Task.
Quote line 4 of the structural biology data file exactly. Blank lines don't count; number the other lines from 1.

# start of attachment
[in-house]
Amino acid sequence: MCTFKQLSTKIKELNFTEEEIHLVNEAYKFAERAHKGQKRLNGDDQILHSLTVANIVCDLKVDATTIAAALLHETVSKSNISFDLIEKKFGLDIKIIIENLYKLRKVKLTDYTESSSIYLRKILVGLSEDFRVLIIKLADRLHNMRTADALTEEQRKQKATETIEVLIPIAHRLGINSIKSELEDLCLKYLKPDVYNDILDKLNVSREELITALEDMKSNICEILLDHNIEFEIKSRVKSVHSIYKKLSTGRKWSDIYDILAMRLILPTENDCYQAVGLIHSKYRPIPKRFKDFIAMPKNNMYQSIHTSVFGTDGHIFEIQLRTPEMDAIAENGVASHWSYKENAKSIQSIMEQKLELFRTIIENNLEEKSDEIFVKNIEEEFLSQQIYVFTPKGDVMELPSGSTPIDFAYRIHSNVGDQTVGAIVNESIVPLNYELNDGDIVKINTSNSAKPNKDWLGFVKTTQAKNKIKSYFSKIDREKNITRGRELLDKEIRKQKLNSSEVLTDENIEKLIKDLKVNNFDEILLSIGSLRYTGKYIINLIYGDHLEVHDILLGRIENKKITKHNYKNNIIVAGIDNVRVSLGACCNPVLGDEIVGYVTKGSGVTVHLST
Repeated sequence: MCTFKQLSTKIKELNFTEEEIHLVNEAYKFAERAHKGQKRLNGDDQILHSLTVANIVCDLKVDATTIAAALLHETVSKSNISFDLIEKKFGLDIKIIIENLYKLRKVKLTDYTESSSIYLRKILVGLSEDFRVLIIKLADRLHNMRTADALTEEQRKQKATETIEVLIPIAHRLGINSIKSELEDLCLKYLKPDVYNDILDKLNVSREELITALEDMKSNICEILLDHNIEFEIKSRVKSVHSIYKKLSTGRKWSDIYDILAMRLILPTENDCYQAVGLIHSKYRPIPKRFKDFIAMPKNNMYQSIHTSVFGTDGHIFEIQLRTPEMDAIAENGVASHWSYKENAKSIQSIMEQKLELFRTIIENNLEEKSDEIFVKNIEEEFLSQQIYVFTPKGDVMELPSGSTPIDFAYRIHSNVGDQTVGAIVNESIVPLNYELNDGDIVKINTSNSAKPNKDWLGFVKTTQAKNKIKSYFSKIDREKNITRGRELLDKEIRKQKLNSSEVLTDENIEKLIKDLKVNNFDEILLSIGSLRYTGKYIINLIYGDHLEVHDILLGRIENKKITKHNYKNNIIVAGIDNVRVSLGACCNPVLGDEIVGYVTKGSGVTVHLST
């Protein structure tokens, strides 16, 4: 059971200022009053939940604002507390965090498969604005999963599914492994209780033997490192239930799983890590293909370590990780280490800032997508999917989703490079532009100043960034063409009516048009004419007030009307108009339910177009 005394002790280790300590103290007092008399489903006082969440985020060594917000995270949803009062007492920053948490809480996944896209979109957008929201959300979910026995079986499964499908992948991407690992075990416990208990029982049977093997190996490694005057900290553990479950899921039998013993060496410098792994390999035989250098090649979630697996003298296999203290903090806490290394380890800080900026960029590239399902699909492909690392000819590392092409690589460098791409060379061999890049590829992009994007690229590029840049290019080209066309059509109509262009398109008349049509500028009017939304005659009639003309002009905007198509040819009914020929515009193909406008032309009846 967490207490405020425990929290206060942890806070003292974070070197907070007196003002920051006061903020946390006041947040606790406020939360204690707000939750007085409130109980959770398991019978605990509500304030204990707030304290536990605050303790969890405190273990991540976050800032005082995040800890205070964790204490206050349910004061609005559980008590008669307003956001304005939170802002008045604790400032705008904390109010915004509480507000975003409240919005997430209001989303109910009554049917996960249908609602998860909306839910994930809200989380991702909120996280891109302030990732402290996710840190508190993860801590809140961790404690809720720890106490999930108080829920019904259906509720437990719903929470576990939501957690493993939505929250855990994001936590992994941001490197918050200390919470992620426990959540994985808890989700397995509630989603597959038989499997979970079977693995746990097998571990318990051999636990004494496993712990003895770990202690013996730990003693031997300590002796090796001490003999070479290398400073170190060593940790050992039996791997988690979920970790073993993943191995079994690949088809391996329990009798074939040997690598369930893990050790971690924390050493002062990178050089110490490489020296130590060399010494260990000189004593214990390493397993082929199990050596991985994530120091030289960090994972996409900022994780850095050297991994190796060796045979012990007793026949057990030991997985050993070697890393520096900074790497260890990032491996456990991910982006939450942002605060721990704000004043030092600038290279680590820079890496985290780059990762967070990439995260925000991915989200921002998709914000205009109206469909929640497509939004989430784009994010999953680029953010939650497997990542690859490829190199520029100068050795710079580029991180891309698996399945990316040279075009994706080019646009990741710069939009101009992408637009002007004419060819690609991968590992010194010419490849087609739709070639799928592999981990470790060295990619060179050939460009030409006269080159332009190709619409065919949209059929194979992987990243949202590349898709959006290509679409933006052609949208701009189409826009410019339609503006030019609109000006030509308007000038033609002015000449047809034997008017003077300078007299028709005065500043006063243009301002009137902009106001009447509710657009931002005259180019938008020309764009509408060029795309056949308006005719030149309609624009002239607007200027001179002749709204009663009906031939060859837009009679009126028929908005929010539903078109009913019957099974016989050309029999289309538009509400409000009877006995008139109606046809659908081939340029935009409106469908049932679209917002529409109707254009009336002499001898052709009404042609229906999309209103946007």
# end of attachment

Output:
């Protein structure tokens, strides 16, 4: 059971200022009053939940604002507390965090498969604005999963599914492994209780033997490192239930799983890590293909370590990780280490800032997508999917989703490079532009100043960034063409009516048009004419007030009307108009339910177009 005394002790280790300590103290007092008399489903006082969440985020060594917000995270949803009062007492920053948490809480996944896209979109957008929201959300979910026995079986499964499908992948991407690992075990416990208990029982049977093997190996490694005057900290553990479950899921039998013993060496410098792994390999035989250098090649979630697996003298296999203290903090806490290394380890800080900026960029590239399902699909492909690392000819590392092409690589460098791409060379061999890049590829992009994007690229590029840049290019080209066309059509109509262009398109008349049509500028009017939304005659009639003309002009905007198509040819009914020929515009193909406008032309009846 967490207490405020425990929290206060942890806070003292974070070197907070007196003002920051006061903020946390006041947040606790406020939360204690707000939750007085409130109980959770398991019978605990509500304030204990707030304290536990605050303790969890405190273990991540976050800032005082995040800890205070964790204490206050349910004061609005559980008590008669307003956001304005939170802002008045604790400032705008904390109010915004509480507000975003409240919005997430209001989303109910009554049917996960249908609602998860909306839910994930809200989380991702909120996280891109302030990732402290996710840190508190993860801590809140961790404690809720720890106490999930108080829920019904259906509720437990719903929470576990939501957690493993939505929250855990994001936590992994941001490197918050200390919470992620426990959540994985808890989700397995509630989603597959038989499997979970079977693995746990097998571990318990051999636990004494496993712990003895770990202690013996730990003693031997300590002796090796001490003999070479290398400073170190060593940790050992039996791997988690979920970790073993993943191995079994690949088809391996329990009798074939040997690598369930893990050790971690924390050493002062990178050089110490490489020296130590060399010494260990000189004593214990390493397993082929199990050596991985994530120091030289960090994972996409900022994780850095050297991994190796060796045979012990007793026949057990030991997985050993070697890393520096900074790497260890990032491996456990991910982006939450942002605060721990704000004043030092600038290279680590820079890496985290780059990762967070990439995260925000991915989200921002998709914000205009109206469909929640497509939004989430784009994010999953680029953010939650497997990542690859490829190199520029100068050795710079580029991180891309698996399945990316040279075009994706080019646009990741710069939009101009992408637009002007004419060819690609991968590992010194010419490849087609739709070639799928592999981990470790060295990619060179050939460009030409006269080159332009190709619409065919949209059929194979992987990243949202590349898709959006290509679409933006052609949208701009189409826009410019339609503006030019609109000006030509308007000038033609002015000449047809034997008017003077300078007299028709005065500043006063243009301002009137902009106001009447509710657009931002005259180019938008020309764009509408060029795309056949308006005719030149309609624009002239607007200027001179002749709204009663009906031939060859837009009679009126028929908005929010539903078109009913019957099974016989050309029999289309538009509400409000009877006995008139109606046809659908081939340029935009409106469908049932679209917002529409109707254009009336002499001898052709009404042609229906999309209103946007």